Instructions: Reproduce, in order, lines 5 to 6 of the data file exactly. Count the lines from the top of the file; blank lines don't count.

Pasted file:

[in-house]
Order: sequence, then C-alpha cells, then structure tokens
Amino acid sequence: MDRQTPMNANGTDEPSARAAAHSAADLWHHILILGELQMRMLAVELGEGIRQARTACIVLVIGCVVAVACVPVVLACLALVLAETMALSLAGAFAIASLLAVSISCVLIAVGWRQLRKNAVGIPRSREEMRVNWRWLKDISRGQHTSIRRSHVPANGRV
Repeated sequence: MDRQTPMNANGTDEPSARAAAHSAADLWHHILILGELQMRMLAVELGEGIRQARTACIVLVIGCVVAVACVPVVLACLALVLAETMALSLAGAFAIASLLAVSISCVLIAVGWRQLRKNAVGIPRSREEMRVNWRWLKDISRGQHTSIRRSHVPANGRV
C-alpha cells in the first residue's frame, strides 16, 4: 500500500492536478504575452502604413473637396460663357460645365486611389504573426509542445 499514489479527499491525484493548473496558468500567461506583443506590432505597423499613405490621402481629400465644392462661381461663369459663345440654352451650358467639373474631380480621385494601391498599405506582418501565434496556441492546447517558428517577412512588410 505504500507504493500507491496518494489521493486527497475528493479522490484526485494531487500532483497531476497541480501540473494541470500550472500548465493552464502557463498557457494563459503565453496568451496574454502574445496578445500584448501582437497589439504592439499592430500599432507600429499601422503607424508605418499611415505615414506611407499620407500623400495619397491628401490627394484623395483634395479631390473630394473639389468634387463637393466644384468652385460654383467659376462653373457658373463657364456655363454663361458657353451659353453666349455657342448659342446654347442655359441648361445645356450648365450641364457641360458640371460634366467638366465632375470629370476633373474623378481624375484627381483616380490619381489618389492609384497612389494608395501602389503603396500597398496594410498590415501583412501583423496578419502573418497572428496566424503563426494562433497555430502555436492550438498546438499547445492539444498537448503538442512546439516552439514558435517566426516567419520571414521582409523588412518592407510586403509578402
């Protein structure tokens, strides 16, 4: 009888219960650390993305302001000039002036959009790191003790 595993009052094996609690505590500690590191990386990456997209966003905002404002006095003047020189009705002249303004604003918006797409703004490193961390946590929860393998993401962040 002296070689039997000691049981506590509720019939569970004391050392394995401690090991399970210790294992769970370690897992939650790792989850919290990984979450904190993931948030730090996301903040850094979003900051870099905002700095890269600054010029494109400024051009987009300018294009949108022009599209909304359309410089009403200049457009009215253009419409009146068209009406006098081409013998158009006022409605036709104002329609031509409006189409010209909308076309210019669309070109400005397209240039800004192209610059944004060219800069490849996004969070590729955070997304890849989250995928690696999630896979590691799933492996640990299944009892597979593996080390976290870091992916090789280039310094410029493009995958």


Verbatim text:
C-alpha cells in the first residue's frame, strides 16, 4: 500500500492536478504575452502604413473637396460663357460645365486611389504573426509542445 499514489479527499491525484493548473496558468500567461506583443506590432505597423499613405490621402481629400465644392462661381461663369459663345440654352451650358467639373474631380480621385494601391498599405506582418501565434496556441492546447517558428517577412512588410 505504500507504493500507491496518494489521493486527497475528493479522490484526485494531487500532483497531476497541480501540473494541470500550472500548465493552464502557463498557457494563459503565453496568451496574454502574445496578445500584448501582437497589439504592439499592430500599432507600429499601422503607424508605418499611415505615414506611407499620407500623400495619397491628401490627394484623395483634395479631390473630394473639389468634387463637393466644384468652385460654383467659376462653373457658373463657364456655363454663361458657353451659353453666349455657342448659342446654347442655359441648361445645356450648365450641364457641360458640371460634366467638366465632375470629370476633373474623378481624375484627381483616380490619381489618389492609384497612389494608395501602389503603396500597398496594410498590415501583412501583423496578419502573418497572428496566424503563426494562433497555430502555436492550438498546438499547445492539444498537448503538442512546439516552439514558435517566426516567419520571414521582409523588412518592407510586403509578402
């Protein structure tokens, strides 16, 4: 009888219960650390993305302001000039002036959009790191003790 595993009052094996609690505590500690590191990386990456997209966003905002404002006095003047020189009705002249303004604003918006797409703004490193961390946590929860393998993401962040 002296070689039997000691049981506590509720019939569970004391050392394995401690090991399970210790294992769970370690897992939650790792989850919290990984979450904190993931948030730090996301903040850094979003900051870099905002700095890269600054010029494109400024051009987009300018294009949108022009599209909304359309410089009403200049457009009215253009419409009146068209009406006098081409013998158009006022409605036709104002329609031509409006189409010209909308076309210019669309070109400005397209240039800004192209610059944004060219800069490849996004969070590729955070997304890849989250995928690696999630896979590691799933492996640990299944009892597979593996080390976290870091992916090789280039310094410029493009995958």